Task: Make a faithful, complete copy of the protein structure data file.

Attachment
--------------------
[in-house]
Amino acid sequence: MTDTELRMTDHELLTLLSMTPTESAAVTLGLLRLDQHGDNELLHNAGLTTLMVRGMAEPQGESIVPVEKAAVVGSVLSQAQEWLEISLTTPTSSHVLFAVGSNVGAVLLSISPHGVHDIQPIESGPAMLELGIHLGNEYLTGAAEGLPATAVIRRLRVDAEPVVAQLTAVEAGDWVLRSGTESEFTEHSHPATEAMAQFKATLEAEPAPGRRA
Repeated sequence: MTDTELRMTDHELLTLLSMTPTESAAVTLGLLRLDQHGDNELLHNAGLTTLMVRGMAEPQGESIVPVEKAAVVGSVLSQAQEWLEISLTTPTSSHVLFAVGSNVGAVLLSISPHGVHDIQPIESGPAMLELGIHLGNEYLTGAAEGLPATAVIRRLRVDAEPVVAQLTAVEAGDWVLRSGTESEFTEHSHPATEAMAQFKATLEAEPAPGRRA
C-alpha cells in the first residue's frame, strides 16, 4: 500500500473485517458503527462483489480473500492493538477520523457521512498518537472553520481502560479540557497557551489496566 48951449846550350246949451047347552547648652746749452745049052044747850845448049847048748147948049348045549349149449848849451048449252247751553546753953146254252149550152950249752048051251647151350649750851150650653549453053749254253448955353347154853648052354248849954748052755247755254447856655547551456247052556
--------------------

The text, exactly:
[in-house]
Amino acid sequence: MTDTELRMTDHELLTLLSMTPTESAAVTLGLLRLDQHGDNELLHNAGLTTLMVRGMAEPQGESIVPVEKAAVVGSVLSQAQEWLEISLTTPTSSHVLFAVGSNVGAVLLSISPHGVHDIQPIESGPAMLELGIHLGNEYLTGAAEGLPATAVIRRLRVDAEPVVAQLTAVEAGDWVLRSGTESEFTEHSHPATEAMAQFKATLEAEPAPGRRA
Repeated sequence: MTDTELRMTDHELLTLLSMTPTESAAVTLGLLRLDQHGDNELLHNAGLTTLMVRGMAEPQGESIVPVEKAAVVGSVLSQAQEWLEISLTTPTSSHVLFAVGSNVGAVLLSISPHGVHDIQPIESGPAMLELGIHLGNEYLTGAAEGLPATAVIRRLRVDAEPVVAQLTAVEAGDWVLRSGTESEFTEHSHPATEAMAQFKATLEAEPAPGRRA
C-alpha cells in the first residue's frame, strides 16, 4: 500500500473485517458503527462483489480473500492493538477520523457521512498518537472553520481502560479540557497557551489496566 48951449846550350246949451047347552547648652746749452745049052044747850845448049847048748147948049348045549349149449848849451048449252247751553546753953146254252149550152950249752048051251647151350649750851150650653549453053749254253448955353347154853648052354248849954748052755247755254447856655547551456247052556